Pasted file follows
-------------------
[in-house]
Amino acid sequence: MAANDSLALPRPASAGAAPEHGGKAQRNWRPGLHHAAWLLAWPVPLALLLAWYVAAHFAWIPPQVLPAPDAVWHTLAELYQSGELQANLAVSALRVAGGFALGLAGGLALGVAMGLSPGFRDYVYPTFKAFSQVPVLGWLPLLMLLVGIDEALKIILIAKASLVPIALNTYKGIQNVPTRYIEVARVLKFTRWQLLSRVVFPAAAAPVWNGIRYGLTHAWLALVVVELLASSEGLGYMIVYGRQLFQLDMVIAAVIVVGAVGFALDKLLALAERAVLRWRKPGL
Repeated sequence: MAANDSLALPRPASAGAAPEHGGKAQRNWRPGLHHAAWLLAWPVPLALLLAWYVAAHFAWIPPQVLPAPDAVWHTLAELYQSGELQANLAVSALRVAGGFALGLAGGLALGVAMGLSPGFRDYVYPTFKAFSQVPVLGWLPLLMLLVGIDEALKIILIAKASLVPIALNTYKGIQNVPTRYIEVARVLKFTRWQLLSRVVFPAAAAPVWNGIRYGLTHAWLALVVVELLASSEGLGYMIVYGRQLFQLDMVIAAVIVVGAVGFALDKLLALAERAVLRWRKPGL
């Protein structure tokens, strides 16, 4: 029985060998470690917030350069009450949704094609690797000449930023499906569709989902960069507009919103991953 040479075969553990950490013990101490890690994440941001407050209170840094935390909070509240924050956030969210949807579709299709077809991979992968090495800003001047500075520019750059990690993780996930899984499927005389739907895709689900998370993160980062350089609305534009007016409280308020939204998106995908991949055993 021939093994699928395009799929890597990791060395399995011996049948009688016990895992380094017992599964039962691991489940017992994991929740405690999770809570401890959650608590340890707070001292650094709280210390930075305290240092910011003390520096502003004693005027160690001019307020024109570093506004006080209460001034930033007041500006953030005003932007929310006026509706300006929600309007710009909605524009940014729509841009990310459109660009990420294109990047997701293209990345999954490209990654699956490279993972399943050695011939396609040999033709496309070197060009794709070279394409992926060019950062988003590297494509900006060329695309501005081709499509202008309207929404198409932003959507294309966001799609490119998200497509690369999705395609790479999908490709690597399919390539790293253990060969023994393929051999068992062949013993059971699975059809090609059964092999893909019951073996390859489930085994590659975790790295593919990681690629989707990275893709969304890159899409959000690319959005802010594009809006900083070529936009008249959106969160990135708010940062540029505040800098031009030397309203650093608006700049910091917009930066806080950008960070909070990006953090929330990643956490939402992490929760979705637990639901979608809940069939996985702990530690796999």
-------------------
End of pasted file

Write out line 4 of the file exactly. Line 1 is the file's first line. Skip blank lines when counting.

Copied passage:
């Protein structure tokens, strides 16, 4: 029985060998470690917030350069009450949704094609690797000449930023499906569709989902960069507009919103991953 040479075969553990950490013990101490890690994440941001407050209170840094935390909070509240924050956030969210949807579709299709077809991979992968090495800003001047500075520019750059990690993780996930899984499927005389739907895709689900998370993160980062350089609305534009007016409280308020939204998106995908991949055993 021939093994699928395009799929890597990791060395399995011996049948009688016990895992380094017992599964039962691991489940017992994991929740405690999770809570401890959650608590340890707070001292650094709280210390930075305290240092910011003390520096502003004693005027160690001019307020024109570093506004006080209460001034930033007041500006953030005003932007929310006026509706300006929600309007710009909605524009940014729509841009990310459109660009990420294109990047997701293209990345999954490209990654699956490279993972399943050695011939396609040999033709496309070197060009794709070279394409992926060019950062988003590297494509900006060329695309501005081709499509202008309207929404198409932003959507294309966001799609490119998200497509690369999705395609790479999908490709690597399919390539790293253990060969023994393929051999068992062949013993059971699975059809090609059964092999893909019951073996390859489930085994590659975790790295593919990681690629989707990275893709969304890159899409959000690319959005802010594009809006900083070529936009008249959106969160990135708010940062540029505040800098031009030397309203650093608006700049910091917009930066806080950008960070909070990006953090929330990643956490939402992490929760979705637990639901979608809940069939996985702990530690796999």